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Getting out of a commercial lease

A business owner in Pennsylvania may eventually find that their current workplace no longer meets their needs. The reasons for this could include significant business growth, a need to downsize or other changes that make the current facility unsuitable. If the business is currently operating in a rented space and the lease is not about to terminate, the business owner may need to develop an exit strategy.

Business owners should first review their current lease to see if it includes a termination clause or the right to amend the lease at a later date. Knowing this can make future negotiations go more smoothly.

If there is no termination clause, the owner may wish to approach the landlord or property management company directly and ask about the possibility of early lease termination. In some cases, the landlord might be willing to break the lease, particularly if the commercial real estate market has improved and it's possible to get a higher rent from a new tenant.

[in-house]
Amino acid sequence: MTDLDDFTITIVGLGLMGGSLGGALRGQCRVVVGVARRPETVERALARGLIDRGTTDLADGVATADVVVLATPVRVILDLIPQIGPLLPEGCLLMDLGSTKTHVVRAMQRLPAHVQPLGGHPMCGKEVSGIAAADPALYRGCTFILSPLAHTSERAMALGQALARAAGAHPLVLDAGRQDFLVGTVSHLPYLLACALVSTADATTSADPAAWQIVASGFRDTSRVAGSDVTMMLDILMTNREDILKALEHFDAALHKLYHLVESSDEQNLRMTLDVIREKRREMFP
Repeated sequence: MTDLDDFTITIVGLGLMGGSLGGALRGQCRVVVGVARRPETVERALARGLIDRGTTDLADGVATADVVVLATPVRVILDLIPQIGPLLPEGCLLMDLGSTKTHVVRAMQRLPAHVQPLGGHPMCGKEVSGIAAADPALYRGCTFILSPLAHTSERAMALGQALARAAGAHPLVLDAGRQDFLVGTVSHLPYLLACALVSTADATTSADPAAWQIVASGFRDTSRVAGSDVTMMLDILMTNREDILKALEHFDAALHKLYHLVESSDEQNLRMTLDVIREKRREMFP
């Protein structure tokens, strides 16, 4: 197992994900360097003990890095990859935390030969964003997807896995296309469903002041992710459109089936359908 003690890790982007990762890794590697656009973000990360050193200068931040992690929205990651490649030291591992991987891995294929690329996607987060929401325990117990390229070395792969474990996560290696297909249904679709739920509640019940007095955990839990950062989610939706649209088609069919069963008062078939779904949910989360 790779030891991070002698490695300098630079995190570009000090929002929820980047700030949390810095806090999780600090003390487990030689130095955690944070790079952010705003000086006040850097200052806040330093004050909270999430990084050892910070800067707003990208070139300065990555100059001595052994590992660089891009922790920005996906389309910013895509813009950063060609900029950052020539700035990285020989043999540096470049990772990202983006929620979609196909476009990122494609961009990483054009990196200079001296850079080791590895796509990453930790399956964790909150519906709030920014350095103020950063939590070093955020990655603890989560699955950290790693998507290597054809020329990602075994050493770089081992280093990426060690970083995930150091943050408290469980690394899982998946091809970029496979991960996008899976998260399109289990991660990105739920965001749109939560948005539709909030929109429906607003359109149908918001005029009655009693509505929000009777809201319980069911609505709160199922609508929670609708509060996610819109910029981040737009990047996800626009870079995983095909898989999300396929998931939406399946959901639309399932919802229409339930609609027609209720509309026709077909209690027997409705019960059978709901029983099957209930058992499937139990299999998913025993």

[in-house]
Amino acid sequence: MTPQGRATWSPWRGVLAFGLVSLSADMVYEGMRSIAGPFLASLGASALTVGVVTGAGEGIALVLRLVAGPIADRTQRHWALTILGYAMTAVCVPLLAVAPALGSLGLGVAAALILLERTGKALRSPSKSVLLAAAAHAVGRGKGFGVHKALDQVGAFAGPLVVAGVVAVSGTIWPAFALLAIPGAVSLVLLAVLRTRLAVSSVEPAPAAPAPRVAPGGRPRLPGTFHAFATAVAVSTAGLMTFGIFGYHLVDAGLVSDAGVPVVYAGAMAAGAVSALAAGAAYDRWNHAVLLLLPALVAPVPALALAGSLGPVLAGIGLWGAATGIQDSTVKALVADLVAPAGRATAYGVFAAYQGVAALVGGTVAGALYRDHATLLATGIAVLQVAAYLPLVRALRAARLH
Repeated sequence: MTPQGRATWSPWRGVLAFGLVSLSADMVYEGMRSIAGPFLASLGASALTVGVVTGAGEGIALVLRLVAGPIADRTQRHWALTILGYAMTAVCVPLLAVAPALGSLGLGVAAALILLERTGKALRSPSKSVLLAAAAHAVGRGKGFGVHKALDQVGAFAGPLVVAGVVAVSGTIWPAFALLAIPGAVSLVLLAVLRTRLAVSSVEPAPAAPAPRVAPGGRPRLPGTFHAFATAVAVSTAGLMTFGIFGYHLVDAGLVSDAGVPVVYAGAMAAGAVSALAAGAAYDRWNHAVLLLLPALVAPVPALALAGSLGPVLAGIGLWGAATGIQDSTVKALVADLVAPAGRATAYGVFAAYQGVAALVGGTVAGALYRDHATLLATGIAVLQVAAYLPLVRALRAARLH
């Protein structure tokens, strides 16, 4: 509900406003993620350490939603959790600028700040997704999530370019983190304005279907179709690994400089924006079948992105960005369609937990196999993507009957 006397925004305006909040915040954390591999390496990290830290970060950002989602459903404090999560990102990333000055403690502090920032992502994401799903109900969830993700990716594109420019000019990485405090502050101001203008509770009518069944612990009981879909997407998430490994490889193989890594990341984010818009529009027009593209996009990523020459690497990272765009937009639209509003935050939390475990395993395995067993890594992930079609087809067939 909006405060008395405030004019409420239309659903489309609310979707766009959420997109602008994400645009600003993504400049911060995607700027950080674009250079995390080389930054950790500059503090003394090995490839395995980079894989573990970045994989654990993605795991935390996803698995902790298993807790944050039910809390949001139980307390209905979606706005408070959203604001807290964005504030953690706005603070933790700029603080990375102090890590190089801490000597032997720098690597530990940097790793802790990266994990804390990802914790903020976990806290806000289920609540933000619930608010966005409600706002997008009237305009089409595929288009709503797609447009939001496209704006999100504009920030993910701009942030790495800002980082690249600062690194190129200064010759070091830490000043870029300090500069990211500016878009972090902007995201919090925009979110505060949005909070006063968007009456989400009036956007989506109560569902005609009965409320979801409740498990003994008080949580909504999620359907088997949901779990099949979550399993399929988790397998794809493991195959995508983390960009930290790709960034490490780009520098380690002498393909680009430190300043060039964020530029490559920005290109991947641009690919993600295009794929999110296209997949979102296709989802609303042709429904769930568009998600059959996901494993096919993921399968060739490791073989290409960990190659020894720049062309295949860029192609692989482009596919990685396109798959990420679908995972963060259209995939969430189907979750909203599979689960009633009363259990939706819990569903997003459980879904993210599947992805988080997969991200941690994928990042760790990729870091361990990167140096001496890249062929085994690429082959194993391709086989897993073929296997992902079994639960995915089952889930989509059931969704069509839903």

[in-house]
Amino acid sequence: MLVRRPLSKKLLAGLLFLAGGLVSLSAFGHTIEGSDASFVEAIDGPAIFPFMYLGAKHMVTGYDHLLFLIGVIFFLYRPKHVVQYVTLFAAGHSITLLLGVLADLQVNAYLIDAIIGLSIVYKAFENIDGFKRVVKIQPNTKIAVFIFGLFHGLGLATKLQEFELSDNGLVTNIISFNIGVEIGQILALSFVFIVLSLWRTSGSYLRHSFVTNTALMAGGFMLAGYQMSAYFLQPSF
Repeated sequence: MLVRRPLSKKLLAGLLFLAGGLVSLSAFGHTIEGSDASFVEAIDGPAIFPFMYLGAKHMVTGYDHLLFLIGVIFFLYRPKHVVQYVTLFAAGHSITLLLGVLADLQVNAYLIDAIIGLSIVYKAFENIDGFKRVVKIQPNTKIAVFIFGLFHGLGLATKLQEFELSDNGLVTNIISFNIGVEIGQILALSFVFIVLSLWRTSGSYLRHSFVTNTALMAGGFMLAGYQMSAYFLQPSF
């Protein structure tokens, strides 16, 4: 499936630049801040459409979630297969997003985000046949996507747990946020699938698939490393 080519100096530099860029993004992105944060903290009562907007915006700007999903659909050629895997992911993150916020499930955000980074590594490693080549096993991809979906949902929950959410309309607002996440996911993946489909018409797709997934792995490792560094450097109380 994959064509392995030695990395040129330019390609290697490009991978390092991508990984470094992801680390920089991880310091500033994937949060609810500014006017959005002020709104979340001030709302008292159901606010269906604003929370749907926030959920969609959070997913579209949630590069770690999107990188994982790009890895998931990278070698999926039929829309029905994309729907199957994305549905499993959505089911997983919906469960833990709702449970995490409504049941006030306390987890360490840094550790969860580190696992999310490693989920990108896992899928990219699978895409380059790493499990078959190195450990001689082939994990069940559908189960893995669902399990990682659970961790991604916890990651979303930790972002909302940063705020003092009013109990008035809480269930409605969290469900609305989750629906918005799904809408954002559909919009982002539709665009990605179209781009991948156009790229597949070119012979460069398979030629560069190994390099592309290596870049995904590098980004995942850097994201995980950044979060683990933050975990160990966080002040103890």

In situations where the landlord is reluctant, a business owner could offer a compromise by suggesting that the lease be amended to reflect a shorter lease term. This may require the business owner to continue to remain in the space but not for the full lease term. Another option is for the business owner to offer to find a new tenant for the space.

While it is possible for a business tenant to simply move out, this could result in a lawsuit from the landlord. Since a suit and potential monetary judgment could have a negative impact on a business, breaking a lease this way should be an option of last resort. Speaking with a commercial real estate attorney might be a good idea for a business owner who must leave their current space.

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